Wisconsin Englishes

Here are a few aspects of Wisconsin English varieties that we are investigating:

Effects of other languages on Wisconsin English

Please refer to the Introduction, Chapter 4 and Chapter 5 of Wisconsin Talk for more information about this topic!

In addition to sounds and words, there are also several developments in semantics, syntax and pragmatics that are connected to Wisconsin's and the Upper Midwest's settlement and bilingual history. When we talk about semantics, we're talking about the meanings of words. Syntax commonly refers to the combination of words into clauses, and clauses into discourse. Certain words always occur in a certain order or in a specific position, while others can vary where they occur in larger discourse. Often times changes in word order or the use of a word with a certain intonation gives the word or whole utterance a new meaning; the study of the ways and contexts in which language is used is referred to as pragmatics.

Wisconsin English varieties have developed such that we see parallels between the ways certain words are used in Wisconsin English and the (older) immigrant langauges spoken in the state. Here are a few examples:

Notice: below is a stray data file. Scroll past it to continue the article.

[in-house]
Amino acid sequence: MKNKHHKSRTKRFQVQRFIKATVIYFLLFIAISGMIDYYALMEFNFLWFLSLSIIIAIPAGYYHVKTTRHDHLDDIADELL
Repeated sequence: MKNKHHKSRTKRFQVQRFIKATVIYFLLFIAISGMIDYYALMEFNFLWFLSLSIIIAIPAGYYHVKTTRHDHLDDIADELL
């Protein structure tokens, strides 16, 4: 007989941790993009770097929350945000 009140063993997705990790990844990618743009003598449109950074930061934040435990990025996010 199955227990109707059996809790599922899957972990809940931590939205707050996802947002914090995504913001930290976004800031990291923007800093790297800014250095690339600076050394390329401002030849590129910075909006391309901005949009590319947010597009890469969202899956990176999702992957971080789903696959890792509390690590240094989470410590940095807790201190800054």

The use of once in Wisconsin English, such as in “Stand up once,” does not mean that the act should be performed on one occasion, but rather, the once is used in discourse as a way of softening a request, in the same way that one might say "Please?" or "Won't you?". This particular lexical item is actually a direct translation of a very specific use of a German construction:

Steh mal auf
Stand once up

In Standard American English, “Steh mal auf” would be translated as “Please stand up” or “Won’t you stand up?”.  Additionally, mal has a number of additional meanings, including mathematical times, as in “Zwei mal drei” (Two times three); to express repetition, “Ich habe das hundertmal gesagt” (I have said that a hundred times); and to mean English once, in the past or one time, as in “Das hab’ ich (ein)mal gedacht” (I thought that once / I used to think that).

Many German immigrants who came to Wisconsin learned English as a second language, and in such concentrated communities and in such high numbers, the English they spoke included many words and phrases borrowed from German. More specifically, because German does not have a different lexical item to be used in different circumstances (i.e. Germans use the same word to mean once, times/multiplied by, one time, and please), German-Americans did not make a distinction between the different applications of what they used to know as a single word, mal.